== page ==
“Remediating Sentence Comprehension Deficits in Children with Developmental Language Disorder (DLD)”
    Amount Funded:  $8,000
     
  2. François-Xavier Brajot, Communication Sciences and Disorders
    “Cardiovascular Effects on Voice”

    Amount Funded:  $7,424
     
  3. Paula Miller, Sociology and Anthropology
    “White Like (or Not Like) Me: A Quantitative Study of White Subjectivity”
    Amount Funded:  $8,000
     
  4. Nilesh Washnik, Rehabilitation and Communication Sciences
    “Electrophysiological and Perceptual Consequences of High Noise Exposure Background”
    Amount Funded:  $4,458
     
  5. Andrew Weems, Mechanical Engineering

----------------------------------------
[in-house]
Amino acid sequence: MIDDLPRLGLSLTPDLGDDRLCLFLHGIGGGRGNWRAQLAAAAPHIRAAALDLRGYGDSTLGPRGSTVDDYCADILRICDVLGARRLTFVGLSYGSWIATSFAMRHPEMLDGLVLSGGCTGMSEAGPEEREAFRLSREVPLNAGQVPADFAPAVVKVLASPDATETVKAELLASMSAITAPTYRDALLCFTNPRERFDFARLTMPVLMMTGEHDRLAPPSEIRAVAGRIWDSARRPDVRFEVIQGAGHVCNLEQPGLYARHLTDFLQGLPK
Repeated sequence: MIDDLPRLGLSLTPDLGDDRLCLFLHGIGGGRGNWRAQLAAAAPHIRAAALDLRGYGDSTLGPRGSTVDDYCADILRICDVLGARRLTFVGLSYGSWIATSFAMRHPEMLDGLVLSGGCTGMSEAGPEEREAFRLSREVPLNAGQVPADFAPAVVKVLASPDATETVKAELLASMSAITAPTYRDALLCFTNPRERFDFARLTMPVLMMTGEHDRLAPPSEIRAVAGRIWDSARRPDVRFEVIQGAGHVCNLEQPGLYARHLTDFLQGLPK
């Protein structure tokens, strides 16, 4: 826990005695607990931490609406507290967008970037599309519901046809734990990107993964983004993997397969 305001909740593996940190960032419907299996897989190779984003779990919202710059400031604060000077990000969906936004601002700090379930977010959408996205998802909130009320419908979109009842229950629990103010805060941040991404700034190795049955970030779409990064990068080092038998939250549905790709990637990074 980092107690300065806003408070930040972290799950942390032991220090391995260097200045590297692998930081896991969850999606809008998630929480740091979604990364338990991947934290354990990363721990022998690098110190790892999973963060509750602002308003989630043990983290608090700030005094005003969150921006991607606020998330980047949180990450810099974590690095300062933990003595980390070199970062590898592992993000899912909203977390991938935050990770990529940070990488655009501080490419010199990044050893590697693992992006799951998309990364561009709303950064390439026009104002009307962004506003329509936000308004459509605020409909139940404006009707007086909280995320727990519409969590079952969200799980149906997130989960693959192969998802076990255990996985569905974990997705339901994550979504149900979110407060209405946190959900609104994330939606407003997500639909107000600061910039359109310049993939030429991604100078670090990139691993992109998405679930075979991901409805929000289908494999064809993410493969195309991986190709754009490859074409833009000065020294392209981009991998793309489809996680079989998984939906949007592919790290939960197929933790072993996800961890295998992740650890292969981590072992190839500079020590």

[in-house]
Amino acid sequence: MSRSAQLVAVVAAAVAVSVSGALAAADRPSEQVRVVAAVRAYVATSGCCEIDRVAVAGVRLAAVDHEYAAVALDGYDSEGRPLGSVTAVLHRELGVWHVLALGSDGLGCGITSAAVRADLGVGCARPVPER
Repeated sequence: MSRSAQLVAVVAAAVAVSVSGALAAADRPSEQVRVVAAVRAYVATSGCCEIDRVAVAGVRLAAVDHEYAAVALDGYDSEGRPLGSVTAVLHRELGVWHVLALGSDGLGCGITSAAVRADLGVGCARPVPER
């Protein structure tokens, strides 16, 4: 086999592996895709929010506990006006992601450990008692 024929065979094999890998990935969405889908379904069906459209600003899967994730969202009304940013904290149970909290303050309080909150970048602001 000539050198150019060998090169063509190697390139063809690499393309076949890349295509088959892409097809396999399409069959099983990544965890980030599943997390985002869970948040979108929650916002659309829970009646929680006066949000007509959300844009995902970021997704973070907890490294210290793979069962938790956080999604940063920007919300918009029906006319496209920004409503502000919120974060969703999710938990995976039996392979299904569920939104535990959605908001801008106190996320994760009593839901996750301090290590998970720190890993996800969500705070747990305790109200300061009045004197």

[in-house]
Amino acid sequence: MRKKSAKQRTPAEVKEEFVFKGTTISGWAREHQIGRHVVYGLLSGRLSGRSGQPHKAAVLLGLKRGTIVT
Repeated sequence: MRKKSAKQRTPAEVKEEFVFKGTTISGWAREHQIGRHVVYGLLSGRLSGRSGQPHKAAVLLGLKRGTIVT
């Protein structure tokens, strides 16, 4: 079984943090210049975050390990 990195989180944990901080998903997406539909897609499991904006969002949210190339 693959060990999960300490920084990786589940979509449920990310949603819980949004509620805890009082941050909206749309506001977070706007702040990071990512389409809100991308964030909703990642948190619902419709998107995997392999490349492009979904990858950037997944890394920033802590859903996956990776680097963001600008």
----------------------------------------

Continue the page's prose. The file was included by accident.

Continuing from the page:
“Shape Memory Polymer-based Water Filtration System with NASA”
    Amount Funded: $7,989

     
  6. Shawn Kuchta, Biological Sciences
    “Geographic Range Evolution in Woodland Salamanders: Routes and Constraints”
    Amount Funded: $7,529
     
  7.  Yuanjie Mao and Nicholas Mezitis, Specialty Medicine
    “Application of Time Restriction Feeding in Patients with Type 2 Diabetes Mellitus”
    Amount Funded: $7,950
     
  8.  Mohammad Rifat Haider, Social and Public Health
    “Impact Evaluation of Syringe Exchange Program in Reducing Hepatitis C Infections among Drug Users in Ohio”
    Amount Funded: $4,000

More information about the Ohio University Research Committee: https://www.ohio.edu/research/funding

More information about Community-Engaged Research: https://www.ohio.edu/community-engaged-research/